Many authors who successfully complete books chart the progress of the book before they even write the first words. A good desk calendar is a useful piece of motivational equipment. List the chapters of the book, or sections of it on the various days and make sure you stick to that. Don’t be too hard on yourself though, make sure the tasks are achievable, other wise you will end up getting stressed and frustrated by the process and will give up.

I like to list each of the chapters I will write in the various days giving myself time for days off, not writing when I can see I’ll be too busy and getting straight back to it when the writing requires it.

Habit makes it easier to keep writing, taking a big chunk of time off makes it harder to get back to work and the motivation soon slides.

When planning it helps to have the book broken down into tiny chunks, 1000 words for the action to do X,Y and Z, or even 500 words for A to B to happen. This makes writing very simple and achievable.

It is very important to turn off any distractions, be it the television, social media or family. When I first wrote I would long to sit down and lose myself in a good film or tv series, but I would ask myself which would I rather do – watch the tv, or publish my book. The book and seeing my characters come to life always won. Now it is possible to record whole series and films. Having small rewards after you reach certain goals is a good way to keep motivated. Spend a day binge watching that series when you are half way through writing your novel. This is a good way to keep going, seeing the reward on the horizon makes the slog of writing seem a little less daunting.  Having social media on in the background is extremely distracting. Turn off your wifi.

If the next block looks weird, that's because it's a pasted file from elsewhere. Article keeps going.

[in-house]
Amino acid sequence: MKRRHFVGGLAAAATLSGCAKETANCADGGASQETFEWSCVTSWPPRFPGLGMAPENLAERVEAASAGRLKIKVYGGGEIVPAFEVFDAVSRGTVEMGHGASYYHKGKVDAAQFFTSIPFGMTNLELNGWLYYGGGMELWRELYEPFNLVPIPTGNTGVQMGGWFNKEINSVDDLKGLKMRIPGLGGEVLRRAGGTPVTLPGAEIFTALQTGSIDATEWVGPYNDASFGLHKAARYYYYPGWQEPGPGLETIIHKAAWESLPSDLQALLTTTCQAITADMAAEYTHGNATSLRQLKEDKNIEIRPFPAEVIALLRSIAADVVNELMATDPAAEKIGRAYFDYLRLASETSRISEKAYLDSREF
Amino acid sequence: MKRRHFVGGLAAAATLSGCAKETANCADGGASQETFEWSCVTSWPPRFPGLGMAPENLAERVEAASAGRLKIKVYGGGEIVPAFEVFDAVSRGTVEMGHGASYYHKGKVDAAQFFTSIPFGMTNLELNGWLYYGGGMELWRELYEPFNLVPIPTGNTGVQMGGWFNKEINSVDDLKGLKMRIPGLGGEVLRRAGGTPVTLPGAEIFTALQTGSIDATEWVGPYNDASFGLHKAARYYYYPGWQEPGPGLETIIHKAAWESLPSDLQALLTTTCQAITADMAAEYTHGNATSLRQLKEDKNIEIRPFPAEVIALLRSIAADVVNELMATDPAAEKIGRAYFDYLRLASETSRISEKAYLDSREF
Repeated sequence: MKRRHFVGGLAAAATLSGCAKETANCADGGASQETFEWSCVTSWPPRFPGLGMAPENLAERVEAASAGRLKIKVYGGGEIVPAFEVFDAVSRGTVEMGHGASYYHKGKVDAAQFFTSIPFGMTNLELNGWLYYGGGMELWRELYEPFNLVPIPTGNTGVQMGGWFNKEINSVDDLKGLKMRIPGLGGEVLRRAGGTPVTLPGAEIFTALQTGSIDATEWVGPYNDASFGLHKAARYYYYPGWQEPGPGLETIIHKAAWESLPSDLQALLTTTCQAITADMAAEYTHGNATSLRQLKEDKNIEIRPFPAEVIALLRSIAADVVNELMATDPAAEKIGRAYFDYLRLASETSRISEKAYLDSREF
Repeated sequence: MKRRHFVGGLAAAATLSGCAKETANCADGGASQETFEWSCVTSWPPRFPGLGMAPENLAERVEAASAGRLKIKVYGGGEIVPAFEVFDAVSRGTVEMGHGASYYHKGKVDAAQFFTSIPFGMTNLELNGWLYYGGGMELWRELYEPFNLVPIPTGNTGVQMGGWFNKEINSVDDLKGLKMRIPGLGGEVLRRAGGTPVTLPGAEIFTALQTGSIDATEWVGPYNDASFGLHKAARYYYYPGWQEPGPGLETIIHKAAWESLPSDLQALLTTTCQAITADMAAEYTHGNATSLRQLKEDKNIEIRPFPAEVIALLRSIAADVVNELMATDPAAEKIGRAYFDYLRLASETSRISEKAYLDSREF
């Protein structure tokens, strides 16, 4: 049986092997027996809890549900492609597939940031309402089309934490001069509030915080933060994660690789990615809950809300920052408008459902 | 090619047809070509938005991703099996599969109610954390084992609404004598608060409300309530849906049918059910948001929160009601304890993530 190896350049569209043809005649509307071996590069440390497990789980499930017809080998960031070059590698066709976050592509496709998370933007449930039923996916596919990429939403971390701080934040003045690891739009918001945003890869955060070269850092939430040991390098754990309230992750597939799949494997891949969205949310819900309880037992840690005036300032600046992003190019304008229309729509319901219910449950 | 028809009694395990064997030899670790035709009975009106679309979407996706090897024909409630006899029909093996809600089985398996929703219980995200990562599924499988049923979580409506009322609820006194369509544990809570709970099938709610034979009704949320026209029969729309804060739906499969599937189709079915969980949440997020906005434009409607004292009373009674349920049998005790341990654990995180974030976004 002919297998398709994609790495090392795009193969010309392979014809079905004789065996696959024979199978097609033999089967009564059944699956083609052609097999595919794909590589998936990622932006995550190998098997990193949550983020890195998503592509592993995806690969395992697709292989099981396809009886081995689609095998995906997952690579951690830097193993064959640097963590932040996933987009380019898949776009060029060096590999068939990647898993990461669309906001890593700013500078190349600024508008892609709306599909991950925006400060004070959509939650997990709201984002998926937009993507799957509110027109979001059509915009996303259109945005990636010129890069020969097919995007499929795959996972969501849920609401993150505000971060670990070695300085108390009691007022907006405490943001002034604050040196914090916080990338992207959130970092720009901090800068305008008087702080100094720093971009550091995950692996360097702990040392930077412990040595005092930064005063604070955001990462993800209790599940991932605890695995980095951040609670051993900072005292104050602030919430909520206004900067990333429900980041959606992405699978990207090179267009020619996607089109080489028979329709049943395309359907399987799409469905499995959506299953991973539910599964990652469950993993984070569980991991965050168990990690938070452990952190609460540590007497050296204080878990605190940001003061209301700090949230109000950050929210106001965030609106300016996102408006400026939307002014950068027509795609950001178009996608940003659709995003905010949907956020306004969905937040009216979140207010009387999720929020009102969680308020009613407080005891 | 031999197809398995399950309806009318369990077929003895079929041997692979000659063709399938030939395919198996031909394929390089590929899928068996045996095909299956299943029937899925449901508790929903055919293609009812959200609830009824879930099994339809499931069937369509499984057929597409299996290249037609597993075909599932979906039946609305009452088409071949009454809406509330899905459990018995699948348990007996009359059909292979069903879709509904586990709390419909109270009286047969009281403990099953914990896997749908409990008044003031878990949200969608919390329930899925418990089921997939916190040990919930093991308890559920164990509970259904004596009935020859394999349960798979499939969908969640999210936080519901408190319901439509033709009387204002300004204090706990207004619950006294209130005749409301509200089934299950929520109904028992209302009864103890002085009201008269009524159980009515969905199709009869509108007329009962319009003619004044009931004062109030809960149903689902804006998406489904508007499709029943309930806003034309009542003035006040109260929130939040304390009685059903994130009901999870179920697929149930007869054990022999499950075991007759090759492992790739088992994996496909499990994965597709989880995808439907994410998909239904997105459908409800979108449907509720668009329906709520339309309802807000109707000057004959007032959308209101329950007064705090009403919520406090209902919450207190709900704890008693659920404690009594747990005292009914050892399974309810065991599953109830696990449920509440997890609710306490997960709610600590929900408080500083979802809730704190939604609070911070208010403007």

Once you have the habit of writing just keep going. Authors often find that the plot begins to deviate, or the characters start doing their own thing.  It is hard to keep going when you know the book isn’t going in the direction you first had in mind, but equally when you realise you are writing something which isn’t what the end project will be. However, keep going. Keep writing. Don’t start again when the book is going in a different direction – take notes and keep going, you’ll rewrite anyway. You will find that often much of the manuscript is reusable and can easily be re-worked. Once the initial words are there the task of re-writing and editing is not as intimidating. To start again is very demotivating for anyone.
Completing a novel isn’t easy. You may be tired at the end of the day. There may be some social obligations you can’t push aside. But try, at least to do something to your story every day. Even half an hour a day adds up over time. Set yourself a target and make a start. Now!